Krymov was one of the first to suffer: the Moscow Department of Culture banned the showing of seven of his plays in theaters within its purview. This was done informally, as the theater management did not confirm a ban but did not advertise the performances either. Even the private company of Leonid Roberman refused to stage two Krymov performances, Dvoe
and Boris Godunov
. Both were a joint project with the Museum of Moscow, a state-funded cultural institution.
Meanwhile, in theaters within the purview of the federal bureaucracy, including the Chekhov Moscow Art Theater and the Theater of Nations, Krymov's plays are still running. On the other hand, after Serebrenikov's flight abroad, his ballet Nureyev
disappeared from the repertoire of the Bolshoi Theater.
This could be attributed to an intensification of intolerant attitudes toward LGBT+ issues, though at the same time the opera Don Pasquale
, staged by the “unreliable” Dmitri Chernyakov, was also canceled. A play based on Dmitri Glukhovsky's novel Text
was also removed from the Yermolova Theater (Glukhovsky
has been a vocal critic of the regime and left Russia after the outbreak of hostilities), as was a play based on Guzel Yakhina
’s Zuleikha Opens Her Eyes
at the Bashkir Drama Theater. Both novels topped bestseller lists and received numerous awards.Censorship without censors
Still, theaters are quite reluctant to remove plays from their repertoires, citing the fact that state money was spent on the production, so removing it would punish the entire team for one person. Thus, if it is directors or playwrights fingered for “anti-Russian positions,” the production may remain in the repertoire if their names are simply removed from advertising; however, if it is performers or actors who can’t be replaced (like in the play Gorbachev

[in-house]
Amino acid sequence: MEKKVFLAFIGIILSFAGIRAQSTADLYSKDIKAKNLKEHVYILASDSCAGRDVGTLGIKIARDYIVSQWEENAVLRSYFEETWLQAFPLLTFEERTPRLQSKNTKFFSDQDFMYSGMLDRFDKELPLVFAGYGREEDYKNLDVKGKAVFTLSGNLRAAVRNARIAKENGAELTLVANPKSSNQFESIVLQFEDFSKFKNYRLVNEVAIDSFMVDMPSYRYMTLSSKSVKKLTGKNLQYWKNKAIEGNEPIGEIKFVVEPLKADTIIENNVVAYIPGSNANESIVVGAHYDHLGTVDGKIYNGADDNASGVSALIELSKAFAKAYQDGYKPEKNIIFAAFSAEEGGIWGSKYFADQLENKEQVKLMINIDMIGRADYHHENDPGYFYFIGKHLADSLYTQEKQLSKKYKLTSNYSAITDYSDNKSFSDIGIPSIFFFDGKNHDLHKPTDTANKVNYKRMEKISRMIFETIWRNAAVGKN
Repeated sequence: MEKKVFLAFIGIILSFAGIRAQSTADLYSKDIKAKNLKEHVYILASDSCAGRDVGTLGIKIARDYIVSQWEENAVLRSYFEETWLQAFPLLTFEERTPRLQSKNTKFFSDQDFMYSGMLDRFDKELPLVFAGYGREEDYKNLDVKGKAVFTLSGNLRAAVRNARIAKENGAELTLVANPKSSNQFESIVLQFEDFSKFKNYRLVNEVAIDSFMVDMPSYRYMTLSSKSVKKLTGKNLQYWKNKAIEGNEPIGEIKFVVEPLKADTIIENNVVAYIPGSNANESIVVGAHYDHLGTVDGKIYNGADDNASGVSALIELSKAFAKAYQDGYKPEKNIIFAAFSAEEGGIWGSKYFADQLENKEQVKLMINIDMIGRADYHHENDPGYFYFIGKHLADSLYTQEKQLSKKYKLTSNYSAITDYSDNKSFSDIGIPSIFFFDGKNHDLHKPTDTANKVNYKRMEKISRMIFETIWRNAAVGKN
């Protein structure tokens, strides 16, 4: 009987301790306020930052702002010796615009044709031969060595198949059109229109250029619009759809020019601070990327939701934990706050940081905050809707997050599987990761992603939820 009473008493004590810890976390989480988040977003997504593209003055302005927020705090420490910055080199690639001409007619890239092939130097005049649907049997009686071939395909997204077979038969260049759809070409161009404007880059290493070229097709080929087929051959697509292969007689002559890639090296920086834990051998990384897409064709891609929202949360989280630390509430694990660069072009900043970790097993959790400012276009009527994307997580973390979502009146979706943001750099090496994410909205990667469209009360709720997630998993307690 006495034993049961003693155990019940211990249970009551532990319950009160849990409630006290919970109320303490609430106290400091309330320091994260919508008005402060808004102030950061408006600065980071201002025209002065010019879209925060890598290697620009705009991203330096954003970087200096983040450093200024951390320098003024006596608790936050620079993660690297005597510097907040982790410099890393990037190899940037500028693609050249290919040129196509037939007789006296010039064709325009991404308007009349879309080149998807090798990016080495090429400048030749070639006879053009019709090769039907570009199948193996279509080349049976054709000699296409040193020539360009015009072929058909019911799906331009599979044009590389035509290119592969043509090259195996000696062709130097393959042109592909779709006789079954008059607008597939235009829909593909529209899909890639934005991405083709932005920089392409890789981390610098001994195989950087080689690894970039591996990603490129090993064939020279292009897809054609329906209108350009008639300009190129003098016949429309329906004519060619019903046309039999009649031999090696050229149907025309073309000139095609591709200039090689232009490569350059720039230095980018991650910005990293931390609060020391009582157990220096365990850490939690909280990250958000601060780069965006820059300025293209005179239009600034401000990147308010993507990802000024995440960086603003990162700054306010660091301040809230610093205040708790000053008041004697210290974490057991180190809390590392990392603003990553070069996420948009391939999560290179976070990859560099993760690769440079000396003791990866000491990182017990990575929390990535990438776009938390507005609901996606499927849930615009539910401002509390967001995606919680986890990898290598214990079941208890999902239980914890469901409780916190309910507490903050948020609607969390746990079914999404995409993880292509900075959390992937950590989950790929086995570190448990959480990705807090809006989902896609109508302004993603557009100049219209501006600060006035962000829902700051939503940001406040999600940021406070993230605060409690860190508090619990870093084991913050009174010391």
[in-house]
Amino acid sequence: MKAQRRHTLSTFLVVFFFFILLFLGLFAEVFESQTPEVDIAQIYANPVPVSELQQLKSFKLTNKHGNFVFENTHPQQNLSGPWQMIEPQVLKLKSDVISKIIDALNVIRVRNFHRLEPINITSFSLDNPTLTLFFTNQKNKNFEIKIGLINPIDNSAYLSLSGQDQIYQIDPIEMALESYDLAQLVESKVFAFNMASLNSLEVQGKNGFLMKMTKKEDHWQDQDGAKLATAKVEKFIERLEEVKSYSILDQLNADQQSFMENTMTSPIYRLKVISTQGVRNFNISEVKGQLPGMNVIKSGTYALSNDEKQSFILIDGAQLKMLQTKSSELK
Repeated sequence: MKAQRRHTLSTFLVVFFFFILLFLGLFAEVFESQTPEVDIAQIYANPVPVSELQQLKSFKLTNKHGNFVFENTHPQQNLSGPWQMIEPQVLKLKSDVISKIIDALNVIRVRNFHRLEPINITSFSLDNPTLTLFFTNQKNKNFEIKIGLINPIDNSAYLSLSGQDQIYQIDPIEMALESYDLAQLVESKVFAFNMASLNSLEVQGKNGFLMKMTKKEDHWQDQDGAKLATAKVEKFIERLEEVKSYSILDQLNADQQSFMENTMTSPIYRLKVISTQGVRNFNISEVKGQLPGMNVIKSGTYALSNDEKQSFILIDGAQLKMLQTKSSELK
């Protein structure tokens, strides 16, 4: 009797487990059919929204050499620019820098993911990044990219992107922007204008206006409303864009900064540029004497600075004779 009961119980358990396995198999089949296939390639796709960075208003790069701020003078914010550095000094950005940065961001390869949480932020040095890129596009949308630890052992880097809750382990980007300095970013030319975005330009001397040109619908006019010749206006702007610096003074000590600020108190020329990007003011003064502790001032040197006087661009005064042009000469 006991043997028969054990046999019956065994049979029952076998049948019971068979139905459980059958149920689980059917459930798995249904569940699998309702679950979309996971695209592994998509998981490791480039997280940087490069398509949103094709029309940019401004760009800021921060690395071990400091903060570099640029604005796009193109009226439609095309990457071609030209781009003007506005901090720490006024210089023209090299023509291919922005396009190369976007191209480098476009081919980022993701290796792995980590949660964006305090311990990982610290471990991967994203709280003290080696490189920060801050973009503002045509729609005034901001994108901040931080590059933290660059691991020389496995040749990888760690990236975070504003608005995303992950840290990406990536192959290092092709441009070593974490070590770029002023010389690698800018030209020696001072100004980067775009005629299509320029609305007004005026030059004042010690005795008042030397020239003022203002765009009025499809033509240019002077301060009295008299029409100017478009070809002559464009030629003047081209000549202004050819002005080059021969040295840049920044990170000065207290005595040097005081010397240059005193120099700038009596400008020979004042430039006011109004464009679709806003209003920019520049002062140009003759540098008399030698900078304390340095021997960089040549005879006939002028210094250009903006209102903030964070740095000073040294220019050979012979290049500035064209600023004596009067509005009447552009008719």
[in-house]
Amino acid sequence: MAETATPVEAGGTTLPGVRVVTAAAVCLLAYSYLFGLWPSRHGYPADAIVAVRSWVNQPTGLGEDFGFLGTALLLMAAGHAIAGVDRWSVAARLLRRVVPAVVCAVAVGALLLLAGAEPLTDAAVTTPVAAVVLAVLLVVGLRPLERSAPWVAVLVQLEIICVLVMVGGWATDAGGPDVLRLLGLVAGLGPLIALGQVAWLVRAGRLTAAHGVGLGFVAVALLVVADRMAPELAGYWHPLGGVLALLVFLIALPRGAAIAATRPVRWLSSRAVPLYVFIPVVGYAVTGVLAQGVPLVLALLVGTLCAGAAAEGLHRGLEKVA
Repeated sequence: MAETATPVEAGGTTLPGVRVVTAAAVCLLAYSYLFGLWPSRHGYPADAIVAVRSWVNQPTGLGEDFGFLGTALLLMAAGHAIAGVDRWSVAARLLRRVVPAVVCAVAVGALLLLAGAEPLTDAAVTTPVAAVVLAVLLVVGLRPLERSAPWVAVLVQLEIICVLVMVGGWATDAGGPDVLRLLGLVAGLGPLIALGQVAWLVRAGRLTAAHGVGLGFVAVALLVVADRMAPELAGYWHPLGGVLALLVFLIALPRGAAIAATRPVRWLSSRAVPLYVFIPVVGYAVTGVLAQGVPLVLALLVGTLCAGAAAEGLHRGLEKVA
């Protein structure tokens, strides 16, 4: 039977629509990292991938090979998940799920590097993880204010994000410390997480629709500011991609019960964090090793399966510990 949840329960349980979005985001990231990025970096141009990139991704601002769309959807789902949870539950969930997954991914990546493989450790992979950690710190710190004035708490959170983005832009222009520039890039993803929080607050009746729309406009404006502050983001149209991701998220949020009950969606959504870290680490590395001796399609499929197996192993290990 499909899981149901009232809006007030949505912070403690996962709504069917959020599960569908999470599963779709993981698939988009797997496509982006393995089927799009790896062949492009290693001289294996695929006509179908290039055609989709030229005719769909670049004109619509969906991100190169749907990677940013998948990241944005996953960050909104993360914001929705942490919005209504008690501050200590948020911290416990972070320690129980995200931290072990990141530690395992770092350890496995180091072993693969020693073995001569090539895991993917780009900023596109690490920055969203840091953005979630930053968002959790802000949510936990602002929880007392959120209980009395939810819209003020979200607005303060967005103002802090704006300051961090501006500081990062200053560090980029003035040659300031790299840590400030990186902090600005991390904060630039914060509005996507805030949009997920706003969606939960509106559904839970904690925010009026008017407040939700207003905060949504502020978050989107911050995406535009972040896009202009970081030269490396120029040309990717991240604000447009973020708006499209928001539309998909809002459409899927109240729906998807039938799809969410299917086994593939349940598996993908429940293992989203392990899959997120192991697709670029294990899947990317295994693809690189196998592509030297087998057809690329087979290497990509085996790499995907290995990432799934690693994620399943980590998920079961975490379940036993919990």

, where the central role of Raisa Gorbacheva was played by Chulpan Khamatova), then the production is removed altogether. Duma Deputy Dmitri Gusev laid things out
plainly: “We just want to take state money away from those who speak bad about that state yet receive budget-funded salaries.” In other words, the Russian government sees the performing arts as a privilege, an opportunity to use state resources for self-expression.
In the programs of the Chekhov Moscow Art Theater for Serebrennikov's Forest
and Alexander Molochnikov's 19.14
, the word "Director” has replaced their names. The name of Krymov, the creator of the play Seryozha
(based on Tolstoy's Anna Karenina
), is listed neither on the website of the Moscow Art Theater, nor in the program. The Vakhtangov Theater puts on the plays of its former artistic director Rimas Tuminas, who went back to Lithuania, without mentioning his name. At the Russian Academic Youth Theater, the two plays based on Boris Akunin novels no longer bear his name (Akunin, one of the most popular Russian writers, has long lived abroad).
The same tactics have been used at a number of other theaters, including the Bolshoi in Moscow, the Mariinsky in St Petersburg and the Opera House in Yekaterinburg – performances are put on without mentioning the names of objectionable producers and directors.